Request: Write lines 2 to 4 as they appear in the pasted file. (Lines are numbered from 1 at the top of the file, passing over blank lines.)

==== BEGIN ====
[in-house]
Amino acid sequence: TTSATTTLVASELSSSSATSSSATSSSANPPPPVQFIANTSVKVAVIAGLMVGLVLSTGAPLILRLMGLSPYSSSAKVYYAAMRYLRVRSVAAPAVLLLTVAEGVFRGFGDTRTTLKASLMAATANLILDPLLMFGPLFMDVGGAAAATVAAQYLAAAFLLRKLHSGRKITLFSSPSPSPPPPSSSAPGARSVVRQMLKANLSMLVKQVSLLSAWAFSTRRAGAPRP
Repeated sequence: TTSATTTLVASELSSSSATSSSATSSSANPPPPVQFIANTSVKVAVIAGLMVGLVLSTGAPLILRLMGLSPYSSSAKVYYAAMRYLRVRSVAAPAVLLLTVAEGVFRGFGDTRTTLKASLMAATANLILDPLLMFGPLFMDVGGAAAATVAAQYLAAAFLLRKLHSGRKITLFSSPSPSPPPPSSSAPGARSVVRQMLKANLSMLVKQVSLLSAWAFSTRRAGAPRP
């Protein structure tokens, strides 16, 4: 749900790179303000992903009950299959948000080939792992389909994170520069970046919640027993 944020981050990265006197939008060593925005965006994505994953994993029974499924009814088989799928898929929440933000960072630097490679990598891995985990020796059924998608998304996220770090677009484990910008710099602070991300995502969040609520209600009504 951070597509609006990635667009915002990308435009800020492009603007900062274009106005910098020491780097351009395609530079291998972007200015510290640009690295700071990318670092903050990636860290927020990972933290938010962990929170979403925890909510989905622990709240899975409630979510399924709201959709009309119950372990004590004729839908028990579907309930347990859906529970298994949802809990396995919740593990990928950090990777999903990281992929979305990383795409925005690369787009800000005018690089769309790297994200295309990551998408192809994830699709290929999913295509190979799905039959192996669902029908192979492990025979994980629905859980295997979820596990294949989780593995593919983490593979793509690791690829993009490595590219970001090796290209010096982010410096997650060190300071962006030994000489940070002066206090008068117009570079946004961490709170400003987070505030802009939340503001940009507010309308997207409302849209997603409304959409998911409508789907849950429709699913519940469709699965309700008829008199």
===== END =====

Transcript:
Amino acid sequence: TTSATTTLVASELSSSSATSSSATSSSANPPPPVQFIANTSVKVAVIAGLMVGLVLSTGAPLILRLMGLSPYSSSAKVYYAAMRYLRVRSVAAPAVLLLTVAEGVFRGFGDTRTTLKASLMAATANLILDPLLMFGPLFMDVGGAAAATVAAQYLAAAFLLRKLHSGRKITLFSSPSPSPPPPSSSAPGARSVVRQMLKANLSMLVKQVSLLSAWAFSTRRAGAPRP
Repeated sequence: TTSATTTLVASELSSSSATSSSATSSSANPPPPVQFIANTSVKVAVIAGLMVGLVLSTGAPLILRLMGLSPYSSSAKVYYAAMRYLRVRSVAAPAVLLLTVAEGVFRGFGDTRTTLKASLMAATANLILDPLLMFGPLFMDVGGAAAATVAAQYLAAAFLLRKLHSGRKITLFSSPSPSPPPPSSSAPGARSVVRQMLKANLSMLVKQVSLLSAWAFSTRRAGAPRP
């Protein structure tokens, strides 16, 4: 749900790179303000992903009950299959948000080939792992389909994170520069970046919640027993 944020981050990265006197939008060593925005965006994505994953994993029974499924009814088989799928898929929440933000960072630097490679990598891995985990020796059924998608998304996220770090677009484990910008710099602070991300995502969040609520209600009504 951070597509609006990635667009915002990308435009800020492009603007900062274009106005910098020491780097351009395609530079291998972007200015510290640009690295700071990318670092903050990636860290927020990972933290938010962990929170979403925890909510989905622990709240899975409630979510399924709201959709009309119950372990004590004729839908028990579907309930347990859906529970298994949802809990396995919740593990990928950090990777999903990281992929979305990383795409925005690369787009800000005018690089769309790297994200295309990551998408192809994830699709290929999913295509190979799905039959192996669902029908192979492990025979994980629905859980295997979820596990294949989780593995593919983490593979793509690791690829993009490595590219970001090796290209010096982010410096997650060190300071962006030994000489940070002066206090008068117009570079946004961490709170400003987070505030802009939340503001940009507010309308997207409302849209997603409304959409998911409508789907849950429709699913519940469709699965309700008829008199």